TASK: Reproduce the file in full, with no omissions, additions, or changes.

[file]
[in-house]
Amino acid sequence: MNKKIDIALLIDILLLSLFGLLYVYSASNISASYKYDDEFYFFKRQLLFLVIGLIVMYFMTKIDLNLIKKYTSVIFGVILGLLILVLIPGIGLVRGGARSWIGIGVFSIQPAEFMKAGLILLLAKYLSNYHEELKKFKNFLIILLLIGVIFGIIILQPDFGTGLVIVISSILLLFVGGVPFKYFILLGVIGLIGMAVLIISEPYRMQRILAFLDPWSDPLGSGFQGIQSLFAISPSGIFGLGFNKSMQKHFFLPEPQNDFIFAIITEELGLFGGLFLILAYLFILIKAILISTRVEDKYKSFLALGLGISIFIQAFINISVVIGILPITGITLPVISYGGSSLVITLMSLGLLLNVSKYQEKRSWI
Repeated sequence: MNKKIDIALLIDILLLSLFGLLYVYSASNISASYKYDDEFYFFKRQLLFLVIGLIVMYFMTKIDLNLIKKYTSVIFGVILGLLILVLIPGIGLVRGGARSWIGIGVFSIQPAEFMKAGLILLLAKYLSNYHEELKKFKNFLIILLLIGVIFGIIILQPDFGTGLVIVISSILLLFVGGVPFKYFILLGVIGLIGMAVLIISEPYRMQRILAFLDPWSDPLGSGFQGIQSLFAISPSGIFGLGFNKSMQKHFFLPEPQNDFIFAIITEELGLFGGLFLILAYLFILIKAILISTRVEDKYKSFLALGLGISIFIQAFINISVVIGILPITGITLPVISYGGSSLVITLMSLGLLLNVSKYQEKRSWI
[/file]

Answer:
[in-house]
Amino acid sequence: MNKKIDIALLIDILLLSLFGLLYVYSASNISASYKYDDEFYFFKRQLLFLVIGLIVMYFMTKIDLNLIKKYTSVIFGVILGLLILVLIPGIGLVRGGARSWIGIGVFSIQPAEFMKAGLILLLAKYLSNYHEELKKFKNFLIILLLIGVIFGIIILQPDFGTGLVIVISSILLLFVGGVPFKYFILLGVIGLIGMAVLIISEPYRMQRILAFLDPWSDPLGSGFQGIQSLFAISPSGIFGLGFNKSMQKHFFLPEPQNDFIFAIITEELGLFGGLFLILAYLFILIKAILISTRVEDKYKSFLALGLGISIFIQAFINISVVIGILPITGITLPVISYGGSSLVITLMSLGLLLNVSKYQEKRSWI
Repeated sequence: MNKKIDIALLIDILLLSLFGLLYVYSASNISASYKYDDEFYFFKRQLLFLVIGLIVMYFMTKIDLNLIKKYTSVIFGVILGLLILVLIPGIGLVRGGARSWIGIGVFSIQPAEFMKAGLILLLAKYLSNYHEELKKFKNFLIILLLIGVIFGIIILQPDFGTGLVIVISSILLLFVGGVPFKYFILLGVIGLIGMAVLIISEPYRMQRILAFLDPWSDPLGSGFQGIQSLFAISPSGIFGLGFNKSMQKHFFLPEPQNDFIFAIITEELGLFGGLFLILAYLFILIKAILISTRVEDKYKSFLALGLGISIFIQAFINISVVIGILPITGITLPVISYGGSSLVITLMSLGLLLNVSKYQEKRSWI